It was a warm and muggy afternoon. I'd spent most of the day working on accounting and then choosing images for a hardback book I'd promised to make for a client. Frank called to see if I wanted to take a break from the drudgery of work and have a cup of coffee and a nice conversation. Who could say no to that? We agreed to meet at my neighborhood Starbucks. Just before the appointed time I stood up from the desk, grabbed an Olympus OMD EM-5 with a Panasonic/Leica 25mm lens on the front and hustled out to the VSL ultra-performance Honda CR-V.
Since it's a stock car I had to use my imagination to hear the throaty growl of the tuned exhaust. I also had to imagine that I was shifting at the perfect moment in the power curve since, of course, the car has automatic transmission. I also imagined the smoke coming off the tires as I accelerated and pulled out onto Bee Caves Rd. because I was actually following an older person from the neighborhood who was pushing their Volvo wagon right up to around 15 miles per hour....
I arrived at the agreed time, uncharacteristically I ordered a coffee frappucino, and then joined Frank at a table. I placed my camera over to the side and Frank reached into his camera bag and pulled out the 42.5 mm, f 1:1.2 Nocticron lens. It's a beast. It's dense because it is built with a certain amount of rare metal called, unobtainium. It appears to be completely constructed from metal and glass and, on the camera, it feels like the lenses I used to own for the Leica R system. How does that feel? It feels like you are using the best lenses made anywhere for any money.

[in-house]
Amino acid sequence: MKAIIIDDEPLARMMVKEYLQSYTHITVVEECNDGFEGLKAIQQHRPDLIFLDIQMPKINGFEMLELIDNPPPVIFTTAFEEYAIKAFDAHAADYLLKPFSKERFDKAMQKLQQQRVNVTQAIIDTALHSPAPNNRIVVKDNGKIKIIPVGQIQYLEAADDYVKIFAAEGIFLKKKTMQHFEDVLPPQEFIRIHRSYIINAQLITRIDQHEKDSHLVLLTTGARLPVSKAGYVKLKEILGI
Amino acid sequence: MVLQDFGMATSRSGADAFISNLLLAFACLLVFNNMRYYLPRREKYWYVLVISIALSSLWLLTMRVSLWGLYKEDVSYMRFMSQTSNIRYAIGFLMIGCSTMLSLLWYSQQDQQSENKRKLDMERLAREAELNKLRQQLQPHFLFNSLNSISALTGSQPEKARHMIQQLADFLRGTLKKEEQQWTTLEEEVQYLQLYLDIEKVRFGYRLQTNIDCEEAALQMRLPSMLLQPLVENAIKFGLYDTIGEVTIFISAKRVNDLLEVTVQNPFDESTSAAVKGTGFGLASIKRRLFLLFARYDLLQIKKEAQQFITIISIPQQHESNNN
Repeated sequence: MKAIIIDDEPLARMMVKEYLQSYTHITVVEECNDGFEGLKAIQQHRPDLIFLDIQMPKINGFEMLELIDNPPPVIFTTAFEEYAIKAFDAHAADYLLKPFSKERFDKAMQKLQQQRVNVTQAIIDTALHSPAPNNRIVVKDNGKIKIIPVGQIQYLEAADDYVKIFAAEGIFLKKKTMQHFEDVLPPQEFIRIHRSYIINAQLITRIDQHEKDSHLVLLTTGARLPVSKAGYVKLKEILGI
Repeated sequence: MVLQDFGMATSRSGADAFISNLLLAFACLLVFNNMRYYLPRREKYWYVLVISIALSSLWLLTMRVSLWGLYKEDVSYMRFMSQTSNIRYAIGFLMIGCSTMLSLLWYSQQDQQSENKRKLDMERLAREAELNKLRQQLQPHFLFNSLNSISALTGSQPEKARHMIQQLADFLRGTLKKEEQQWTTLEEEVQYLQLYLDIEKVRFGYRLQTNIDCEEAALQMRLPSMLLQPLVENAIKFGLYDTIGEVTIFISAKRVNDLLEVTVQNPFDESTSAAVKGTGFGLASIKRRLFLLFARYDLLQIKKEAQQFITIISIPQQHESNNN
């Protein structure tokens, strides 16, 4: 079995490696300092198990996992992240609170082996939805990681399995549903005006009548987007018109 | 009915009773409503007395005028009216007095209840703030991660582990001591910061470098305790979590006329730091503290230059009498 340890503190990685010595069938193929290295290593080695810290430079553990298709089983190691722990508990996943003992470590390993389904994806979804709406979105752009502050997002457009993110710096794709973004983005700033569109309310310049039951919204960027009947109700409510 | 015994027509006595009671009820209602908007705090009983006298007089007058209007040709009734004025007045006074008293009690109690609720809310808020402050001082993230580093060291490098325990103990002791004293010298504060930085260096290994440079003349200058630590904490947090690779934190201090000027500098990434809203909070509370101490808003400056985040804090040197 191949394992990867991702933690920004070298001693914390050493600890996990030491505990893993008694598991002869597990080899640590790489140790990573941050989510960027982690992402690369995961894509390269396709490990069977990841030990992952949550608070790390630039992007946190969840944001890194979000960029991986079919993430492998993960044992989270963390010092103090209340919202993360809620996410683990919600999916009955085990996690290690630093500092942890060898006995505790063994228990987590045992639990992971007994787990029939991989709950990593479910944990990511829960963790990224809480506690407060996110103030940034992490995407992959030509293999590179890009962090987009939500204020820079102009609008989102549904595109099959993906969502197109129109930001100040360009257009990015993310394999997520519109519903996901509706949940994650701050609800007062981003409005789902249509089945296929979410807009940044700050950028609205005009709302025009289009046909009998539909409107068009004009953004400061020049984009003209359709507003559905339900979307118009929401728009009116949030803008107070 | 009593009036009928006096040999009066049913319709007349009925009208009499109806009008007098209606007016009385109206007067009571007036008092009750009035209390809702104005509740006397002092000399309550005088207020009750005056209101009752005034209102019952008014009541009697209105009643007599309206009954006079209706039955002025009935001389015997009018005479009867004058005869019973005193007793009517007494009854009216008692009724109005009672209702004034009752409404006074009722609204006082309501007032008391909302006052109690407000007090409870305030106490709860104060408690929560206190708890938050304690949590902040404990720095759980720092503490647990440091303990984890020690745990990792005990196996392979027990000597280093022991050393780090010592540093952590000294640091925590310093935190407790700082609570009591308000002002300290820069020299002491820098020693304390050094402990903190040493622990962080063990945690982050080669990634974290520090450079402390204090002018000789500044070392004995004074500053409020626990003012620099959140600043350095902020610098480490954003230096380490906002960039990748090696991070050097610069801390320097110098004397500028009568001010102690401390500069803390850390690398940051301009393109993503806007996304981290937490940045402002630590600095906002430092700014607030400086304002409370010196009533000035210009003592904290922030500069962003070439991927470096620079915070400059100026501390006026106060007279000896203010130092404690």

Frank allowed me to put the lens on an Olympus OMD EM-5 and play with it to my heart's content. I turned 30 degrees to one side and snapped the image above. While it may not come across on the web (especially if you are reading this on your phone...) the image is crisply sharp and the out of focus areas are subdued and calm.
Frank offered to let me borrow the lens for a week or so for an extended evaluation but I'm afraid I will have to decline. Just having it in my hands created such desire that I know a week of use will make any resistance to buying it as futile as resisting being assimilated by the Borg.
If you are using the Olympus or Panasonic systems and you have buckets of cash sitting around on the floor which you don't have pressing need for you might consider evaluating this lens. It's an ultra fast (an eminently usable wide open) 85mm equivalent, has a real aperture ring (operating on the Panasonic cameras only) and has Panasonic's image stabilization built in. The image quality wide open is, to my eyes, stunningly good.
I am not putting a link to the lens from a camera store because I would feel too guilty pushing you over the edge. If you don't have the budget to spring for one right now and you are weak when it comes to luscious gear then do not handle this lens. If you do, and you are partial to short telephoto lenses, the probability that you will be drawn into its gravitational field is high. You've been warned.